Matrix design of a novel ductile cast iron modified by W and Al: A comparison between thermodynamic modeling and experimental data

  • Gülşah Aktaş Çelik Kocaeli University
  • Maria-Ioanna T. Tzini University of Thessaly, Department of Mechanical Engineering, Volos, Greece
  • Şeyda Polat Kocaeli University, Department of Metallurgical and Materials Engineering, Kocaeli, Turkey
  • Şaban Hakan Atapek Kocaeli University, Department of Metallurgical and Materials Engineering, Kocaeli, Turkey
  • Gregory N. Haidemenopoulos University of Thessaly, Department of Mechanical Engineering, Volos, Greece; Khalifa University of Science & Technology, Department of Mechanical Engineering, UAE
Keywords: alloy design, Thermo-Calc, ductile cast iron, microstructure, characterization

Abstract

In high-temperature applications of ferrous materials, as in the case of exhaust manifolds, high thermal and mechanical stability are required. Stainless steels and Ni-resist alloys having austenitic matrices are good candidates to meet these requirements at elevated temperatures; however, they are expensive materials and present difficulties in casting. Ferritic ductile cast irons, like the commercial SiMo alloy, are comparatively cheaper materials with better castability but they cannot be used above approximately 800 °C. Thus, to meet the requirements with low-cost materials having improved high-temperature properties, new alloys must be developed by ferrite forming elements having the potential to increase equilibrium temperature. In this study, initially, a novel ductile cast iron matrix was designed using 1 W and 0-4 Al wt.-% and their phases stable at room temperature, transformation temperatures, solidification sequences and thermal expansivity values were determined using thermodynamic calculations with Thermo-Calc software. Computational studies revealed that (i) designed alloy matrices had graphite and M6C type carbides embedded in a ferritic matrix at room temperature as expected, (ii) A1 temperature increased as aluminum content increased. The obtained values were all above that of commercial SiMo alloy, (iii) the detrimental effect of increased aluminum addition on graphite content, and thermal expansivity was observed. Secondly, microstructural and thermal characterizations of cast alloys were performed for validation – the obtained data were in good agreement with the thermodynamic calculations.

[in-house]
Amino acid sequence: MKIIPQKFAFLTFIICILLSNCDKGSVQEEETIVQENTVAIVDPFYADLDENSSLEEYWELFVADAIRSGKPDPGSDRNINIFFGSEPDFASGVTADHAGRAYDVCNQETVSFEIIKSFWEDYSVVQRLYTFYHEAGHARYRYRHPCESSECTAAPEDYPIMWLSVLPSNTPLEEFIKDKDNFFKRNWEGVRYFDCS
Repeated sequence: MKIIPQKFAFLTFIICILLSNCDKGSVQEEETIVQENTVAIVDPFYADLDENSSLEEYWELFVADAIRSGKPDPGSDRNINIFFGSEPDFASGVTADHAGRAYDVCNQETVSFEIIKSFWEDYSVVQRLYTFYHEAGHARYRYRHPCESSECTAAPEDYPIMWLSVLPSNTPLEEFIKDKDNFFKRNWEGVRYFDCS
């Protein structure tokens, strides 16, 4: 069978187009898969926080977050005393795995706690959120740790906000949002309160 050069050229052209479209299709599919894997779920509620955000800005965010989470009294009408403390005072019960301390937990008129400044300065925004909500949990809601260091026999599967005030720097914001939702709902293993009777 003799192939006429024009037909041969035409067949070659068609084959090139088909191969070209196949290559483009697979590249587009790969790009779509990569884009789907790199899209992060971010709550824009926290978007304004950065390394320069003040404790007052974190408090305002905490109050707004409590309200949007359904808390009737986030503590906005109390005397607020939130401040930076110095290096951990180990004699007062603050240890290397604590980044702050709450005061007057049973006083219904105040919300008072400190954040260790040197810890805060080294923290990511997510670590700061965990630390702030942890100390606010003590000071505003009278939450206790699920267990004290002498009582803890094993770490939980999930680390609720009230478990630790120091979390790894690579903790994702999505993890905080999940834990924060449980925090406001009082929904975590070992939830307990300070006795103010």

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Published
2020-04-16
Section
Modeling and simulation in metallurgical and materials engineering